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Blog: Global Ethics Day – why we still need it
Research Hub Blog: Linn Byberg, Researcher

The 16th of October 2019 marks the sixth anniversary of Carnegie Council’s annual Global Ethics Day. Inspired by Earth Day, Global Ethics Day provides an opportunity for organisations around the world to hold events on or around this day, exploring the meaning of ethics in international affairs.


Different cultures may have differing priorities and interpretations when it comes to ethics, but on Global Ethics Day it is worth keeping in mind that there is more that unites than divides us. One such common denominator, that we can all agree on, is "the Golden Rule”, which teaches us to treat others as we would wish to be treated ourselves.

Whether this is a coincidence or not, I am not sure, but Global Ethics Day happens to fall in the same week as Anti-Slavery Day (18th of October). While slavery was abolished in the UK nearly 200 years ago and has been made illegal in every country, there are still more slaves now than there were victims of the Atlantic Slave Trade

Earlier this year, members of a gang behind the biggest modern-day slavery network ever exposed in the UK were jailed. The organised crime group targeted desperate and vulnerable people with the promise of work and a better life. Police believe more than 400 victims were put to work in the West Midlands, and given as little as £20 a week by their captors. Estimates suggest that more than 100,000 people are currently enslaved in the UK alone.

The UK Modern Slavery Act is an attempt to improve the transparency of supply chains. However, the rise of the gig economy and persistence of zero-hour contracts can make it difficult for organisations to know in reality how their ‘workers’ are feeling and how they are being treated. Writing a Modern Slavery Statement is simply not enough to ensure that your organisation’s supply chain (and wider operations) are ‘clean’.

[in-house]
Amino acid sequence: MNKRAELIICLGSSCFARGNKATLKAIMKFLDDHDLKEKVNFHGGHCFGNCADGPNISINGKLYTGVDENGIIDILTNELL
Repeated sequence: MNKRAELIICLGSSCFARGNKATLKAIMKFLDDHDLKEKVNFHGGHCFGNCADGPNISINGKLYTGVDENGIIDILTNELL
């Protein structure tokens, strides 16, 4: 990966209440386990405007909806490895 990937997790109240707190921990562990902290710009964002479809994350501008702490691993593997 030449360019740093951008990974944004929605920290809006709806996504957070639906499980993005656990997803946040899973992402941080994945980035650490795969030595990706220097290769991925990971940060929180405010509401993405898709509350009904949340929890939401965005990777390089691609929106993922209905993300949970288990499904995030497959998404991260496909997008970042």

The IBE recommends that organisations develop an open culture where employees feel safe and supported to speak up, whether they are worried about ethical practices in general or want to report a modern slavery concern. This open culture can be created by delivering forms of ethics training that resonate this message as well as setting up a Speak Up programme that is transparent and protects reporters from retaliation. 

Research underlying the IBE’s 2018 Ethics at Work reports shows that while employees are more likely to speak up than they were in 2015, there are still major concerns among employees that have deterred some from speaking up when witnessing misconduct. The most common responses given among those who chose not to speak up were "I did not believe that corrective action would be taken” (28%), "I felt it might jeopardise my job” (27%) and "I felt it was none of my business” (23%). 

These worries emphasise the need to create a transparent process around speaking up that reassures employees that their concerns will be listened to. Putting in place a proper investigation process and reassuring reporters that they will not be penalised for raising concerns in good faith are two key measures that can be adopted to lessen these worries among employees. 

Having a clear process in place that lets staff know what will happen when they raise a concern will also further this purpose. The IBE’s Speak Up Toolkit is a helpful tool to further this aim, as it focuses on the emotional journey that a reporter goes through and features a mixture of resources that provide information on how best to deal with any negative feelings relating to raising a concern.

Global Ethics Day gives organisations and professionals across the globe an opportunity to reflect on how ethical standards can be maintained in international business. Similarly, IBE guidance helps organisations take a holistic view of the way they operate, but specifies that this concern has to be kept in mind every day and in every place. This is particularly important when it comes to modern slavery concerns, where there is potential that the lives of others may be at risk. 

Creating an open and supportive culture, which allows employees to speak up about their concerns without fear of retaliation and sufficiently trains them to cope with any ethical dilemmas they may face in their day-to-day roles, is vital to building an ethical culture. This should not just be done to mitigate potential reputational damage, but to lessen the work pressures faced by employees and because it is morally wrong to exploit people. 


Posted: 16/10/2019

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